World number 6 Marin Cilic dominated British hope Kyle Edmund in straight sets to become the first Croatian to reach the final of the Australian Open on Thursday.
Cilic powered into his third Grand Slam decider with a 6-2, 7-6 (7/4), 6-2 win in 2hr 18min on Rod Laver Arena over the unseeded Edmund to be the first man into Sunday’s final.
He will face either defending champion Roger Federer or unseeded South Korean Chung Hyeon, who play on Friday.
“Overall I’m feeling really good,” Cilic said. “Now I have two days off before the final.
“I noticed in the third game of the third set, when I broke him, he just let a couple of balls go past him.
“So I realised his movement was a little bit restricted, so I just tried to move the ball around and obviously that second break was extremely crucial.”
It was an emphatic performance by the 2014 US Open champion, who broke Edmund’s serve four times and nullified the Briton’s powerful forehand.
The victory ensured that he will rise to a career-high of three when the new rankings come out on Monday.
Cilic will be only the second player outside the ‘Big Four’ of Novak Djokovic, Andy Murray, Rafael Nadal and Federer to reach the Melbourne final since Frenchman Jo-Wilfried Tsonga in 2008 decider.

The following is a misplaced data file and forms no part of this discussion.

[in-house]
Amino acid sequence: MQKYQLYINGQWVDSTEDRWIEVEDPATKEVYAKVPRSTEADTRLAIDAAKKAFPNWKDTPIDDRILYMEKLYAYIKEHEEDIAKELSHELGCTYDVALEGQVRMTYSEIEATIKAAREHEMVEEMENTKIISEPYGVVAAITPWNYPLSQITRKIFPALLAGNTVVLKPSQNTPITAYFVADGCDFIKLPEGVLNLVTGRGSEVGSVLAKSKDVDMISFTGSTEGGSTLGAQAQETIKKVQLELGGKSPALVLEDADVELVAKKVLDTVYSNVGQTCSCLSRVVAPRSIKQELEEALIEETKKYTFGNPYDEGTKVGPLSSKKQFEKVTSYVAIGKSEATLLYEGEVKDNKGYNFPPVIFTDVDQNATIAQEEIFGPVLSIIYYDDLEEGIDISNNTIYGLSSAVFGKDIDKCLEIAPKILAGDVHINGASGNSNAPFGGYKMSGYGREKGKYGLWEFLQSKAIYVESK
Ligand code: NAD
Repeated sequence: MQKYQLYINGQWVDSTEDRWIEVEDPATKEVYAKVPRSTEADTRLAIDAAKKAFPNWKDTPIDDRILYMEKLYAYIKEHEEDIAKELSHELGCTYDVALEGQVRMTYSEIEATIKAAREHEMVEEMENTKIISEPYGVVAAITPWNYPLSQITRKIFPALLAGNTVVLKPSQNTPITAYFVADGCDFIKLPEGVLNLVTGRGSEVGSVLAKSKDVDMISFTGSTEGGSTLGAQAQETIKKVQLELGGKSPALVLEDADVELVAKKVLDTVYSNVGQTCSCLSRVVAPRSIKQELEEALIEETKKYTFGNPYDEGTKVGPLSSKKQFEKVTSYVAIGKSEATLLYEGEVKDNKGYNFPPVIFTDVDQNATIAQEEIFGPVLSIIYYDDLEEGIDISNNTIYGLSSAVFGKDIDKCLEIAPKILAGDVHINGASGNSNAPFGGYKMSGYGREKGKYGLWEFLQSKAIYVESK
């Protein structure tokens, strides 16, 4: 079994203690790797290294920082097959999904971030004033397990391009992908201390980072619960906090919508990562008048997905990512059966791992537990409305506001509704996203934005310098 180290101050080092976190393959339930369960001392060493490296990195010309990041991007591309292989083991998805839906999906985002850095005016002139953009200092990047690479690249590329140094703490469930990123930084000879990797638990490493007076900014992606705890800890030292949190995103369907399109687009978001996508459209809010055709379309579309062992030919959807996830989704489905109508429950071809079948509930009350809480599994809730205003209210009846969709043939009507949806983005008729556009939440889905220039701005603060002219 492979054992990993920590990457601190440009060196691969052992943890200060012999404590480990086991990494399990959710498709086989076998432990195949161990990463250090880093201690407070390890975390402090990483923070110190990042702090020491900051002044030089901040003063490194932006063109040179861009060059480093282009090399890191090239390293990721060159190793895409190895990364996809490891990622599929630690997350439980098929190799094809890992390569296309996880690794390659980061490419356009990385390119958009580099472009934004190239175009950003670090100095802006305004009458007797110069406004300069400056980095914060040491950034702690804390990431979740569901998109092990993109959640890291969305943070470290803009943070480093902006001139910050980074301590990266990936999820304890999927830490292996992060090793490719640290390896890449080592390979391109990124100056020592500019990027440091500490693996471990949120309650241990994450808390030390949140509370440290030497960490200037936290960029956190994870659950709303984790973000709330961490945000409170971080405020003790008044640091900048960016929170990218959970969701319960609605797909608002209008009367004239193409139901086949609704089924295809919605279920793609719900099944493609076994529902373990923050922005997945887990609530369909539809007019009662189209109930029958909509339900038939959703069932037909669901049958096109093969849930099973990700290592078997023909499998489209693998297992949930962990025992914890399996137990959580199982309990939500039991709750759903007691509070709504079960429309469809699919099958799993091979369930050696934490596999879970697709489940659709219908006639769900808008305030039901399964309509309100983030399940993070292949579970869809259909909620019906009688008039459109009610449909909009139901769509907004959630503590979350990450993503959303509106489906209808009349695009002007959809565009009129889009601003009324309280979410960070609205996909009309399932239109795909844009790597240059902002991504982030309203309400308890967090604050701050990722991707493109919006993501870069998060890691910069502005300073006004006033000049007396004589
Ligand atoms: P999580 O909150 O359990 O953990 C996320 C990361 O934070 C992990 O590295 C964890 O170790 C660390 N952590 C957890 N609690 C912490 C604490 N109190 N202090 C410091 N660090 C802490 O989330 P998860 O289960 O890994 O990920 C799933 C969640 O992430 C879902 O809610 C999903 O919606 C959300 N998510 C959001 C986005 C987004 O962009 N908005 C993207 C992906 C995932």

He lost to Federer in last year’s Wimbledon final, but beat the 19-time Grand Slam champion in the semi-finals on the way to his US Open triumph.
Cilic trails the Swiss ace 8-1, but leads Chung 3-0 in their meetings.
– Medical timeout –
It was a match too far for 23-year-old Edmund, who upset world No.3 Grigor Dimitrov and world No.11 Kevin Anderson on the way to his first Grand Slam semi-final but had little left in the tank.
Cilic’s quick returns kept him on the defensive and the Croatian broke through in the sixth game when a net cord bounced out.
The Croat attacked Edmund’s backhand and kept away from his forehand weapon and came up with a second break with a forehand to the corner for the opening set.
Edmund left the court for a medical timeout and fought off break point in the fourth game of the second set.
At one point he became furious with umpire John Blom for awarding a point rather than replaying and ruling that it had not put the Briton off playing the shot.